Cyber-risk is an enterprise-wide risk that corporations are wisely placing on the high-priority list, now and for the long term. Such issues as mobile technology, cloud computing, social media, increasing incidences of breaches, corporate espionage and hacks that shut down operations have made cyber-risk impossible to ignore.

Perhaps what today’s corporations are struggling the most with is scrambling to decide how best to handle cyber-risk. Size of corporation, IT budgets and other issues are major factors in how corporations approach cyber-risk matters. Some companies are realizing that they need a tech-savvy board director to guide them. Many other companies are realizing that even that isn’t enough to help protect against cyber-attacks and manage potential data breaches.

The trend in corporate cyber-protection is more of a “boots on the ground” approach, which includes forming a cyber-risk committee that takes the reins and responsibility for all cyber-risk matters. Rather than form a wholly new committee, some corporations delegate the responsibility to the audit committee. Cyber-risk committees play a major role in cyber-protection. It’s important to note that forming a cyber-risk committee doesn’t alleviate the pressure or responsibility for the board or audit committee in their roles to protect against cyber-attacks.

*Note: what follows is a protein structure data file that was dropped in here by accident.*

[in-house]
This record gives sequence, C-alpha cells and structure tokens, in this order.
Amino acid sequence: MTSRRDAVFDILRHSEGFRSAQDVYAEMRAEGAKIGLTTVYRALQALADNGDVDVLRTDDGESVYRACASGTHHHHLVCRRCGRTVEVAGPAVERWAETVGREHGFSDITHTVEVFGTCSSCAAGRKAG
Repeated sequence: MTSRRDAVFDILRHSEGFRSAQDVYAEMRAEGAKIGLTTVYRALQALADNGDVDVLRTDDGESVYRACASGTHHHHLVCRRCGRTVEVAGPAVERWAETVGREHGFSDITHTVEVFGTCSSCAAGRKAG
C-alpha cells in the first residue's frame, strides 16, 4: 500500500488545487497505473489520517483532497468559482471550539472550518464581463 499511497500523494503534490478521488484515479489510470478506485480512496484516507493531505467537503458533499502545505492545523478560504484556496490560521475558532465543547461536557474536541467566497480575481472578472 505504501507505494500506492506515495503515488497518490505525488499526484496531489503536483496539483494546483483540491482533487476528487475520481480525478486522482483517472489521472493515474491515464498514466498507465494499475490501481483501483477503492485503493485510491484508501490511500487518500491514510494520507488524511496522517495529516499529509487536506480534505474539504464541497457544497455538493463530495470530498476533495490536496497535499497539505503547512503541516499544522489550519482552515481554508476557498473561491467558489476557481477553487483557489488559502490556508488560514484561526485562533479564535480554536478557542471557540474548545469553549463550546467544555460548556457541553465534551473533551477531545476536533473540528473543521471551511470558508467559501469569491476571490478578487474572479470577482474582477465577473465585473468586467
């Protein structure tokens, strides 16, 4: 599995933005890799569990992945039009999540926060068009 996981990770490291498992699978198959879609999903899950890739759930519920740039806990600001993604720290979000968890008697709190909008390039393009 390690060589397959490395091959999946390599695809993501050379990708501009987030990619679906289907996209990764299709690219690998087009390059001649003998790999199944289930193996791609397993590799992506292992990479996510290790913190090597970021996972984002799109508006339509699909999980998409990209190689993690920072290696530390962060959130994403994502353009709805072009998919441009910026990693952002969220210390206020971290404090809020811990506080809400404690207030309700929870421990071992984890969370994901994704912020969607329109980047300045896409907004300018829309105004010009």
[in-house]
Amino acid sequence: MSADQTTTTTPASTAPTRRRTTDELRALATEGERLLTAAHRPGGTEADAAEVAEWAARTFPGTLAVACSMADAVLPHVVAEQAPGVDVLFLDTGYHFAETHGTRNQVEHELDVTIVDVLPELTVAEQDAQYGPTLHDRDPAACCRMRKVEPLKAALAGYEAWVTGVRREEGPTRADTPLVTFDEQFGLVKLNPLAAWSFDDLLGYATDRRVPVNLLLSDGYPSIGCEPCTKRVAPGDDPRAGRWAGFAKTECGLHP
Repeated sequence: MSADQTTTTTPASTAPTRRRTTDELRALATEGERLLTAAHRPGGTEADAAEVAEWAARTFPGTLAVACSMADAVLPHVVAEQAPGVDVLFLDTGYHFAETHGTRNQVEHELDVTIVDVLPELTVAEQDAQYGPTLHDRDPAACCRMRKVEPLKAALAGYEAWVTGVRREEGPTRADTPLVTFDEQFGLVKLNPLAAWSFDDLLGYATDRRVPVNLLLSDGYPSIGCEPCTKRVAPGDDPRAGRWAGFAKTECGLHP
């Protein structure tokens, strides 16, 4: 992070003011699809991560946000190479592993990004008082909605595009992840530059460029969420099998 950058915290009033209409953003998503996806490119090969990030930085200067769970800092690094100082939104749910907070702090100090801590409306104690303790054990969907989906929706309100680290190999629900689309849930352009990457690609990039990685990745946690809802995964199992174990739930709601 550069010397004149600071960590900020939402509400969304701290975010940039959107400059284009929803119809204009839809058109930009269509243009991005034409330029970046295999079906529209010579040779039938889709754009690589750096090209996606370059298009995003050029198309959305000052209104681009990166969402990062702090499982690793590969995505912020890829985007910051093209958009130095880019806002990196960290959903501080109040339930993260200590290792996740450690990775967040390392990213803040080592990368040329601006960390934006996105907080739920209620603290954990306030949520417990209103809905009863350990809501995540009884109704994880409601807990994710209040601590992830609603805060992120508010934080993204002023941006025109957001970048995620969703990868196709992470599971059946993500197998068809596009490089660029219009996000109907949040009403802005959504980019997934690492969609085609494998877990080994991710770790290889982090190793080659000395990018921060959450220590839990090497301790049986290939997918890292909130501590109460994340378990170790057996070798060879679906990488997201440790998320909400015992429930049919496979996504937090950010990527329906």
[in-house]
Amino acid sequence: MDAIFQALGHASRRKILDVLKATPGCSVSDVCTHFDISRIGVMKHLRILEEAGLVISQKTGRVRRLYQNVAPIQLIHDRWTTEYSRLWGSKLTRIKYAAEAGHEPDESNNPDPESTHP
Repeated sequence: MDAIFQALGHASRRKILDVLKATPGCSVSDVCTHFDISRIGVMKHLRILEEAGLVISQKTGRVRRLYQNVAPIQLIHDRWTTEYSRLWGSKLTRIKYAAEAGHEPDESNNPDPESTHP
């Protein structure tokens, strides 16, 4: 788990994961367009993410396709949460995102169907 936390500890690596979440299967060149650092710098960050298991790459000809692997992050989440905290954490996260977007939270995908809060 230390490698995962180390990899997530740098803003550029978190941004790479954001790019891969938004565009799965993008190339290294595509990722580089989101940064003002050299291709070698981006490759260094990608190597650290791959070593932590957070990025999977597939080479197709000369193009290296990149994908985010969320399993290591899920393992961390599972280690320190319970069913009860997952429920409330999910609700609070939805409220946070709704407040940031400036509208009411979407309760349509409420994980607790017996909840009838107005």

Defining the Cyber-Risk Committee

A cyber-risk committee may be defined as a sub-group of a board of directors that identifies, evaluates and monitors all cyber-risk management activities and determines how they align with the overall corporate risk profile.

The Role of the Cyber-Risk Committee

According to the EY Center for Board Matters, cyber-risk management requires three things:

  1. Clarity of the cyber-risk management program.
  2. Confidence in the adequacy of the program.
  3. Assurance in the information they receive.